Humanistic Management Journal , Volume 6 (2) – Jan 21, 2021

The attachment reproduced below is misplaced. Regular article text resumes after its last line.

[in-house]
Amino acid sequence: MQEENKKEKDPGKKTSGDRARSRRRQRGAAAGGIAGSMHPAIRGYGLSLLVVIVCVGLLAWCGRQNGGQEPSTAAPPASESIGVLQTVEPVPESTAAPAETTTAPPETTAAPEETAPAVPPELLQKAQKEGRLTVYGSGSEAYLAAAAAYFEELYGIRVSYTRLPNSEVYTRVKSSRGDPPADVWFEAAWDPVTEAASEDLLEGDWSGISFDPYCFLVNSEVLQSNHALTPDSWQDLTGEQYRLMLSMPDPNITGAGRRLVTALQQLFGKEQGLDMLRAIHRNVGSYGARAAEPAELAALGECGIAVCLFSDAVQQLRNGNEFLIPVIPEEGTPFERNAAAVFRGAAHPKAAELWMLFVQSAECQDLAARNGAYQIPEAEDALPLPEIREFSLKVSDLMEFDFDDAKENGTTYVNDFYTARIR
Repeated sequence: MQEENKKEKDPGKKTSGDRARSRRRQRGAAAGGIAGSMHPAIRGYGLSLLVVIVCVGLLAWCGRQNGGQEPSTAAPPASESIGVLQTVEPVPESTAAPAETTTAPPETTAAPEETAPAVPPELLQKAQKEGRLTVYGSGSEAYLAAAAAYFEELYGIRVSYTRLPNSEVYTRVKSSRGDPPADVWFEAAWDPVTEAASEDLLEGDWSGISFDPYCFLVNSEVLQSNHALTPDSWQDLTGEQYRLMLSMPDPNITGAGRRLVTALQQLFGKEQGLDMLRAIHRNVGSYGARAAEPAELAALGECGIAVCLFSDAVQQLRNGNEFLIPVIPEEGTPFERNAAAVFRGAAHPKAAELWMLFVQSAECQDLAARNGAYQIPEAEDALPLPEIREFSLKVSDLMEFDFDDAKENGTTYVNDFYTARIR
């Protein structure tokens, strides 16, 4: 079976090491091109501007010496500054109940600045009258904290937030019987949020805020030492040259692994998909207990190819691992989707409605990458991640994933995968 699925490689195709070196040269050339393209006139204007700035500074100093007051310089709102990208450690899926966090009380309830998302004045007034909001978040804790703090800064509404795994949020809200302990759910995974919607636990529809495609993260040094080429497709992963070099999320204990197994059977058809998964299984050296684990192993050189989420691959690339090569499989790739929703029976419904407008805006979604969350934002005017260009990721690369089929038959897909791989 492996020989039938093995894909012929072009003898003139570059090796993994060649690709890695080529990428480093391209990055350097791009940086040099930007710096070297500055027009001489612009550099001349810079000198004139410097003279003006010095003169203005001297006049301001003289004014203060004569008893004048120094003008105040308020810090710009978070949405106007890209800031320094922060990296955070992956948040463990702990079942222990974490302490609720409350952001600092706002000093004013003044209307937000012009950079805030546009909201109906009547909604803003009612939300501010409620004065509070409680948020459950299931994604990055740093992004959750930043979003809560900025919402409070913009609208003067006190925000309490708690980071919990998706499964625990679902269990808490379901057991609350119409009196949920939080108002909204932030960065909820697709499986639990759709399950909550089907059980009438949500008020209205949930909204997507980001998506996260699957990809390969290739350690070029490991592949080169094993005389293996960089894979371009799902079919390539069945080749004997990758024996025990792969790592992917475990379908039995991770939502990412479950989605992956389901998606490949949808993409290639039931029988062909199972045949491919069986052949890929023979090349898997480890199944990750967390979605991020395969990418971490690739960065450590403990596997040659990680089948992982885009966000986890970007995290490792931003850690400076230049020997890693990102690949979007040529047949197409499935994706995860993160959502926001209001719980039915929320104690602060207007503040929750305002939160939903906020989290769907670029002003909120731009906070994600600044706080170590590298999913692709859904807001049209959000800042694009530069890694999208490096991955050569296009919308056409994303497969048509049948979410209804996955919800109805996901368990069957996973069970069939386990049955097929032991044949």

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Abstract